Wayzgoose Weekend Report No. 5

It’s not everyday one can witness a master sign painter at work, unless it’s everyday of the Wayzgoose. Saturday, November 5 was Don Black’s birthday, so after Rick Griffith printed an appropriately fabulous, oversized birthday card, John Downer added his version of Aetna. The card was signed by many of the Wayzgoose attendees and presented to Don during Saturday evening’s festivities.

During the Hatch Show Print workshop on Saturday, I caught Bill Jones printing. What do Bill and John Downer have in common?

Bill has been working on reviving Aetna via Virgin Wood Type. His awesome, five-panel accordion business card features 5 line Aetna capitals in brilliant blue.


5 line Aetna


Like all the best typefaces, Aetna was designed to fulfill a certain purpose. In this case, printers of the late nineteenth century needed a modulated serif robust enough to function as a display face and withstand the wear and tear of job printing.

Hi 5!

5 line Aetna

This robust Roman appeared in a specimen from 1870 by William H. Page was first shown as wood type by William H. Page in James Conner’s Sons Typographic Messenger, Vol.7 No.3 (July, 1872) – sincerest thanks to David Shields for the correction (see the link in Shields’ comment). The number of patents held by Page for ornamental Chromatics (type faces made to print in two or more colors) based on this face led Rob Roy Kelly  to believe Aetna may have originated with Page & Company. Based on the imprint (rubbing shown below) found on the A’s – used between 1857 and 1859 – this may be oldest font in my collection.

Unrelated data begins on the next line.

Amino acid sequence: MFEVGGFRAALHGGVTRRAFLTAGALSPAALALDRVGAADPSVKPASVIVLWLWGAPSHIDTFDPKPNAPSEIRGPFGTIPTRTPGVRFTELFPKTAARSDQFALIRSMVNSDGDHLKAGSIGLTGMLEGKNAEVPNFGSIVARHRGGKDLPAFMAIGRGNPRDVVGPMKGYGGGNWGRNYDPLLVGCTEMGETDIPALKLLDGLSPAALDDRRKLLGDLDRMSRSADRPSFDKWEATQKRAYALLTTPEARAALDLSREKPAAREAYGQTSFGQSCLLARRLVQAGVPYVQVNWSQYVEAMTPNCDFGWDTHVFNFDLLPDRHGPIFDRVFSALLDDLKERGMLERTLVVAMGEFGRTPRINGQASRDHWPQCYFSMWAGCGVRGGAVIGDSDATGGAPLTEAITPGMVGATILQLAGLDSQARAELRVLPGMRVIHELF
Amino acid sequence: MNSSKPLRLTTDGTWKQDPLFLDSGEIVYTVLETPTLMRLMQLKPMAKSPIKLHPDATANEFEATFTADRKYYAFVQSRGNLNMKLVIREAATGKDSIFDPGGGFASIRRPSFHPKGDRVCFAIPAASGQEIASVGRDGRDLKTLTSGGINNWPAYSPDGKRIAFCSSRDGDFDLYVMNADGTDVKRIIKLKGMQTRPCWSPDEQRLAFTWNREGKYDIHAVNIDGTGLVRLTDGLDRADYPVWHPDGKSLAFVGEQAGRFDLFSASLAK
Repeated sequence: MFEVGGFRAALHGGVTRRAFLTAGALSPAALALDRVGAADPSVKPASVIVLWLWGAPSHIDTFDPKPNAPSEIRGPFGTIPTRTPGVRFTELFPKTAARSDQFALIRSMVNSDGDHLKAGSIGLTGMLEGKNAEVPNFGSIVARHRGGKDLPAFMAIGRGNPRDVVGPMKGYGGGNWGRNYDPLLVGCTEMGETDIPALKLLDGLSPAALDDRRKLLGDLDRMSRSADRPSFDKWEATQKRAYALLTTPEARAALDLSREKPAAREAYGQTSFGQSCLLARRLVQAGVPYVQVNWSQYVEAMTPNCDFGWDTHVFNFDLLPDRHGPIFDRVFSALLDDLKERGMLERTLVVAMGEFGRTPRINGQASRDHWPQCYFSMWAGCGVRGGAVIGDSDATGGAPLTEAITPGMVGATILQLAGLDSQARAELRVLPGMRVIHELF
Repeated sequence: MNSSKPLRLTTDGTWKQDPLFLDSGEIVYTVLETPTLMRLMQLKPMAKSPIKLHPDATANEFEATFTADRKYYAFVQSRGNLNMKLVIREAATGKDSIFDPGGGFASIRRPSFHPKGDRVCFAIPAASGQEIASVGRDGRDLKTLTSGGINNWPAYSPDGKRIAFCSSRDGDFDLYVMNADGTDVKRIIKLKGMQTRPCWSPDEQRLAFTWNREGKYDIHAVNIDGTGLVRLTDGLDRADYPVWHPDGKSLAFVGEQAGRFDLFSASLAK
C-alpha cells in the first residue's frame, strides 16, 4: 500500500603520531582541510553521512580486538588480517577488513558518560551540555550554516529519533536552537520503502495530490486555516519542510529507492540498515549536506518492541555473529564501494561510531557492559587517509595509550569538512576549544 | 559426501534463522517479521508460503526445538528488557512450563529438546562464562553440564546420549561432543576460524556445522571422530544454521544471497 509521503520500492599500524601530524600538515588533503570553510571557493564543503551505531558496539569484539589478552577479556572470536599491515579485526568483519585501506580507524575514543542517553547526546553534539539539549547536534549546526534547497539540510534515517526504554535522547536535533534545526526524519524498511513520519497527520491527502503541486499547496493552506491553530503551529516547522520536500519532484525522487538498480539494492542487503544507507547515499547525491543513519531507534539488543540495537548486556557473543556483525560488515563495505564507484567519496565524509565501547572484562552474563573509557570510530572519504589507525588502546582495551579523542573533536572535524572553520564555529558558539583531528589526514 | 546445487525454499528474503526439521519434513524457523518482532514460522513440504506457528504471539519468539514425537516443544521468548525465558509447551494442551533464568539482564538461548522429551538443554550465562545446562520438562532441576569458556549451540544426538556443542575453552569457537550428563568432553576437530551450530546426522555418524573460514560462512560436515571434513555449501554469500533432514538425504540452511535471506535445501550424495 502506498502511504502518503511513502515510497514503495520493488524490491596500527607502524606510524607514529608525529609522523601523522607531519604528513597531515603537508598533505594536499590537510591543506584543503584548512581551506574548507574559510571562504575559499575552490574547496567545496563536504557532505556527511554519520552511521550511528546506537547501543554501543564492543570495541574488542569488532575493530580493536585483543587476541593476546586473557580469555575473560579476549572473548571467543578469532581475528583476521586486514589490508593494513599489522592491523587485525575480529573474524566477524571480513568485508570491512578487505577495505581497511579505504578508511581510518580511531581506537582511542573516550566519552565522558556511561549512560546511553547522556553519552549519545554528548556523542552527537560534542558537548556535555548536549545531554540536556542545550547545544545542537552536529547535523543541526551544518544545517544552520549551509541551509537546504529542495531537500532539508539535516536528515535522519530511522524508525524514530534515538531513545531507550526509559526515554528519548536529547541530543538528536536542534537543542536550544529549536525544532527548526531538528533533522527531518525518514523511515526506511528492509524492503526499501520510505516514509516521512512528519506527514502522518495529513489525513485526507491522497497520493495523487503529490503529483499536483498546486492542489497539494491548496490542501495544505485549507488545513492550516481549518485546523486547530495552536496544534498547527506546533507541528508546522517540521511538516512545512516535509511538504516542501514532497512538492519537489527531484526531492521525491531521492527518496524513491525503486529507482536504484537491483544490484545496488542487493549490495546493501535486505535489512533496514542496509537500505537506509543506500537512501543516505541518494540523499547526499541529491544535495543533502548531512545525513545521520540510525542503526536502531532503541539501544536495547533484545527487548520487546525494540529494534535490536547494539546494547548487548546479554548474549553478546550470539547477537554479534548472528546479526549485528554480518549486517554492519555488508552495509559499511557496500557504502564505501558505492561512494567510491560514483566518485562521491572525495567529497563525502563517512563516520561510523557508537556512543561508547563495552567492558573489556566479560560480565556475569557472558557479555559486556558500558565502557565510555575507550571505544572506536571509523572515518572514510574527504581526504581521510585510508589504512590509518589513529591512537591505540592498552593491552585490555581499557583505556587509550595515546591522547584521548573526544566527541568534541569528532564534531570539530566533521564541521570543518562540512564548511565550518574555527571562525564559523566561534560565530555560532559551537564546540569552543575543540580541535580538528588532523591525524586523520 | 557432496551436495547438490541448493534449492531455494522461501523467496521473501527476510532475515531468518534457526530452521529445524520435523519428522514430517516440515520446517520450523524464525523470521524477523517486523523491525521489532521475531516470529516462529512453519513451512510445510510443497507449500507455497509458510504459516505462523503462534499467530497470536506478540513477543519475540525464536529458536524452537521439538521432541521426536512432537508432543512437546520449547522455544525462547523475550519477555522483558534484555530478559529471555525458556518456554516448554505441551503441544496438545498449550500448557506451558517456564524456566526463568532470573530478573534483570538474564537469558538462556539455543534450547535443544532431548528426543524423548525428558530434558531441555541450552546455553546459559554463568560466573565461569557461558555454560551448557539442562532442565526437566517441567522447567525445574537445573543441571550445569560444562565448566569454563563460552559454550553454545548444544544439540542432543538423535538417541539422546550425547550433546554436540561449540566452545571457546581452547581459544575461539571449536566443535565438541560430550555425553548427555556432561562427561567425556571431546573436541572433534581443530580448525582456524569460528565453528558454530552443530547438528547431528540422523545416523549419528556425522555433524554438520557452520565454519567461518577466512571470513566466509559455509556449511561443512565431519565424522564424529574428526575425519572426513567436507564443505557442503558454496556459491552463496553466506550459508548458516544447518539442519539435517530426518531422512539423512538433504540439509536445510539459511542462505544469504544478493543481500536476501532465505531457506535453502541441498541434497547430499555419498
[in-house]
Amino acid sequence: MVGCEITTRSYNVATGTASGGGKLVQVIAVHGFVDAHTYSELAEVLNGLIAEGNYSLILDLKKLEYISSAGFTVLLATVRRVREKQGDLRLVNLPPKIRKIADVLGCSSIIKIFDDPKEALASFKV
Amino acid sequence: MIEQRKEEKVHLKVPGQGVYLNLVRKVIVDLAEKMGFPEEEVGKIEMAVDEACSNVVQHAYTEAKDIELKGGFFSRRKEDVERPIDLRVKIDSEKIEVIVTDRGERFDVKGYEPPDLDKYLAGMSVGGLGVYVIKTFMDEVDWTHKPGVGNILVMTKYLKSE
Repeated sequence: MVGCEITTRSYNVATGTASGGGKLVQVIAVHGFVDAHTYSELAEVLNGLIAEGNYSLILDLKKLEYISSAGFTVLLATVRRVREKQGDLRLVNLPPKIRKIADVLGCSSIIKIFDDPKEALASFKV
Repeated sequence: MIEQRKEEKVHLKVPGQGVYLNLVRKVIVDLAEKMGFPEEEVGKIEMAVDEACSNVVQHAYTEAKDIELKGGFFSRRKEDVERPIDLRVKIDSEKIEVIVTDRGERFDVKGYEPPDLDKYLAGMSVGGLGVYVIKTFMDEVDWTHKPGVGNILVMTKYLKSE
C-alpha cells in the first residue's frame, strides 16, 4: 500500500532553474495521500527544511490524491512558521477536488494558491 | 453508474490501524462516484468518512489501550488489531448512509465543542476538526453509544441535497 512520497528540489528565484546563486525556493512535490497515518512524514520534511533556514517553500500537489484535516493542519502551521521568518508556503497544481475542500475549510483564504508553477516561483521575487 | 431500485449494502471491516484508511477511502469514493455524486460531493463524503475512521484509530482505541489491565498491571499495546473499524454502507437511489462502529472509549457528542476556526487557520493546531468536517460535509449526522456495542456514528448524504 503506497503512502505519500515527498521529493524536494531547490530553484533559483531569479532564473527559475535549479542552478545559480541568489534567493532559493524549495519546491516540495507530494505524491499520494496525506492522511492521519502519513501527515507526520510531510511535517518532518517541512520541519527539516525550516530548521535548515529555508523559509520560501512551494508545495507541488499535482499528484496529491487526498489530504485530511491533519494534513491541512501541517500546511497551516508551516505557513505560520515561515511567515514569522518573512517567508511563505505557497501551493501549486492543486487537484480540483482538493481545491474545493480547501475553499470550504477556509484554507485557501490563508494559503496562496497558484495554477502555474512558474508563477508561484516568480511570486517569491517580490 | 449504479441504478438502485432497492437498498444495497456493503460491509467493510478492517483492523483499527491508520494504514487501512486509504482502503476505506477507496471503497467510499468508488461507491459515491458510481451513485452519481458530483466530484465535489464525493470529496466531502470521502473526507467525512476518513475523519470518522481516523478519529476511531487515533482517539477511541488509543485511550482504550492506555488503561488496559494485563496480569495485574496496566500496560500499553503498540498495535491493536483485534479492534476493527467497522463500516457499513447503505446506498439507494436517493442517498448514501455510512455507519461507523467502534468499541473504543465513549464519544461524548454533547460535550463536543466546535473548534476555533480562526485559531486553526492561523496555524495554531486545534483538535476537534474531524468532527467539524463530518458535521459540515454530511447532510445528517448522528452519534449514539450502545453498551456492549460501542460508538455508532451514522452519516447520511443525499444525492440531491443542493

Page & Co., Greenville, CT imprint; used 1857–1859

Jonathan Hoefler twice¹ wondered² about the fascination artists have with the number five. Aside from the religious and spiritual symbolism, and mathematical significance, the 5 is arguably the most formally beautiful numeral. In most faces, it is comprised of a harmonious combination of linear and curvilinear strokes. Aetna’s 5 exhibits extreme contrast between thicks and thins, flamboyant stroke modulation, and a rotund ball terminal – unequivocally sexy, and without a doubt my favorite number.

¹ Typographic Gifts for Designers, Part 11
² Typographic Gifts for Designers, Part 14